Sunday, March 22, 2009

My Review of "Dexter In The Dark"

Written by Jeff Lindsay
Released in 2007

Dexter: “You got caught. What happens when you get caught?”
Cody: “Time out?”
Dexter: “Uh-huh. And if you’re thirty years old?”

Third book into the series and it’s easier to get settled into Dexter’s world and while I haven’t seen the third season of the show yet, I do know that apart from impending nuptials, this book is a different beast altogether.

On one hand, it’s arguably stronger than the first two books but on the other, it’s also the weakest of the three that I have read, even if it is still thoroughly enjoyable and engaging like the show itself.

It’s strength is in the interpersonal relationships that Dexter has with certain people. For one thing, if the previous two books only hinted at Deb being aware of Dexter’s killer tendencies, then this one has the decency to spell it out in detail and greatly it does.

Halfway through the book there’s a beautiful scene where Deb openly admitted her difficulties in understanding Dexter’s need to kill as well as her horror when he discussed the Dark Passenger element of him. Better still is that you get a moment where Dexter actually stands up to Deb as well.

Even though Deb’s foul mouthed tirades and permanent scowling at her brother have gotten beyond old at this point, her reactions to what Dexter told her about himself however are believable and I’d have a harder time in believing Deb if she readily accepted this side to brother. Maybe at some eventual point she will but for now, the fact that she barely tolerates it is something relatable.

Then there’s Cody and Astor. The previous book threw hints about them having their own Dark Passengers and this book put Dexter in the awkward position of having to train them, something which he didn’t seem all that enthusiastic about having to do, even if he was duty bound.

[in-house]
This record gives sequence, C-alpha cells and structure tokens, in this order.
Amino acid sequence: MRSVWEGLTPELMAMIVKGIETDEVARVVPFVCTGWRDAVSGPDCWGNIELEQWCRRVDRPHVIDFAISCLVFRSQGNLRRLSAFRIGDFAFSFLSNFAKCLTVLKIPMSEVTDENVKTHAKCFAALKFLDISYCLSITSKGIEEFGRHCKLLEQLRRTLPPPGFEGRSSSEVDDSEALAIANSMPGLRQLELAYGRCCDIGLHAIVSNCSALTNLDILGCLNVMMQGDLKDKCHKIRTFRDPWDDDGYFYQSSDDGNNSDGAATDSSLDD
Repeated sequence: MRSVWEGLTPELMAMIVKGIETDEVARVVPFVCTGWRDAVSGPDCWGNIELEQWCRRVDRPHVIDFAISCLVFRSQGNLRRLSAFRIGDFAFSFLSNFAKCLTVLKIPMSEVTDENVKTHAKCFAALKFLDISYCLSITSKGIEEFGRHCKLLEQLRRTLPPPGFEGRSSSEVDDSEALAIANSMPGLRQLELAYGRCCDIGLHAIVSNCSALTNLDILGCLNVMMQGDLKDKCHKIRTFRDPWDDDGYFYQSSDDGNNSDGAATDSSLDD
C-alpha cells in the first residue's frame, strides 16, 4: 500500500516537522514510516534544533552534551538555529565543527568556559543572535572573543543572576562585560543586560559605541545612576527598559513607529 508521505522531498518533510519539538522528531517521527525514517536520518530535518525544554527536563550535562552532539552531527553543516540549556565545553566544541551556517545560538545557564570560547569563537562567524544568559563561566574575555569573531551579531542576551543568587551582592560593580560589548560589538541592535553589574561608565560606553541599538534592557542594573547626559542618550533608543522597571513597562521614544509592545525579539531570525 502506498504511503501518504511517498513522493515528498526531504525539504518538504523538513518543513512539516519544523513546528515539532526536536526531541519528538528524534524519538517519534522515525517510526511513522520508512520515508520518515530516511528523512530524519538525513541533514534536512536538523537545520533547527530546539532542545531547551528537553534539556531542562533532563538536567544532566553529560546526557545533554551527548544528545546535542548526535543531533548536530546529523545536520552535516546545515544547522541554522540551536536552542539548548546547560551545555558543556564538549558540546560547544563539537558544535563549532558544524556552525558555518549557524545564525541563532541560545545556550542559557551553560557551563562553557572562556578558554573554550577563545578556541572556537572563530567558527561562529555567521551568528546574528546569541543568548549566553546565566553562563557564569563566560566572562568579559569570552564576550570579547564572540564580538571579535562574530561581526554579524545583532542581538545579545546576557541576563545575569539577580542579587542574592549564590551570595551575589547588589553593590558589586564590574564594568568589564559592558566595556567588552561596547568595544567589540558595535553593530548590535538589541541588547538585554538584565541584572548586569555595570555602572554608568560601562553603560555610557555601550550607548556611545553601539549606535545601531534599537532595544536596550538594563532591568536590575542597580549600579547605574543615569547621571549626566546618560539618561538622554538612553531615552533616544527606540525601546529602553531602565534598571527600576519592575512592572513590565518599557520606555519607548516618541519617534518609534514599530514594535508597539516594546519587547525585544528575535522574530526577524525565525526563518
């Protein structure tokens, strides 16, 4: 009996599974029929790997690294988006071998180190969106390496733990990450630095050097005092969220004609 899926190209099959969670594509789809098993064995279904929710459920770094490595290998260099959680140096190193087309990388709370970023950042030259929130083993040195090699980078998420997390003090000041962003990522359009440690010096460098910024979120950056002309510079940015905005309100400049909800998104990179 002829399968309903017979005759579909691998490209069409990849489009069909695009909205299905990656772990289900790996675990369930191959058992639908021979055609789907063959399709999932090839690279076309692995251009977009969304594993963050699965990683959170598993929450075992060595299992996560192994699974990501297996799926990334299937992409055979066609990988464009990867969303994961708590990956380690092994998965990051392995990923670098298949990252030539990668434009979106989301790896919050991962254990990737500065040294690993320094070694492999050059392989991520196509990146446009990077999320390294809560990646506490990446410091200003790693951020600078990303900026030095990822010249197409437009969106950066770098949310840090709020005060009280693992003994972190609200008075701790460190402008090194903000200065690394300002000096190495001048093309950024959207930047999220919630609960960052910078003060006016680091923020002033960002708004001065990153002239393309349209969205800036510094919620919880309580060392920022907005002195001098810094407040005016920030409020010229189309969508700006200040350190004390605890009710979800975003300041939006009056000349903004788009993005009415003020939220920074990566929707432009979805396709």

The kids themselves didn’t exactly make things easy for Dexter. When they weren’t pestering him to train them up, they got caught taping a cat to a workbench by Rita. I have to admit that Dexter did manage to deal with that scenario a lot better than I expected him to do so.

There was also the wedding to Rita, something which Dexter found as interesting as pulling teeth. In the series we’ve been given the strong impression that he genuinely loves her whereas third book in, she still comes across as his beard, one that he even married towards.

The story with the loss of his Dark Passenger (which managed to return on Dexter’s wedding day) was a good way of looking at his psyche. Dexter went through long passages of the book trying to wonder if he could function at all without the Passenger. He even made some sloppy mistakes as well so there is a level of dependency on his darker scene.

The plot with Moloch followers and their various dismemberment of many people didn’t thrill. It was by far the weakest threat we’ve had in the book and the resolution to it was a massive let down. It’s a job the personal stuff kept momentum because this fizzled very fast.

- Doakes briefly appeared in this book and recognised that Cody had a Passenger. He didn’t seem to recognise Astor’s.

- Deb is still dating Kyle, who only briefly appeared in this story as well.

- I loved that Masuka had a fear of expensive wedding caterer Manny Borque. Dexter commented on Masuka faking emotions a lot in this book.

- I’m actually surprised that neither Paul nor Gail have really surfaced in this book, what with Rita marrying Dexter.

- Parts of the book’s viewpoint where on The Watcher as he stalked Dexter.

- The tagline for this book was “No peace for the wicked”.

Quote, Unquote

The Watcher: “You have something inside you that represents a threat to us. We plan to get rid of it and you.”
Dexter: “Actually, that thing isn’t there anymore.”

A good book but like I’ve said, it’s interpersonal stuff rather than the villains of the piece that kept things going for me. Also can we please have more on characters like Angel?

Rating: 7 out of 10.

Sunday, March 15, 2009

My Review of The Sarah Jane Adventures: "From Raxacoricofallapatorius With Love"

Written by Gareth Roberts And Clayton Hickman
Directed by Joss Agnew

Clyde: “You’re a Slitheen.”
Eranius: “Whatever gave you that idea? It’s not like I got a big zipper on my head.”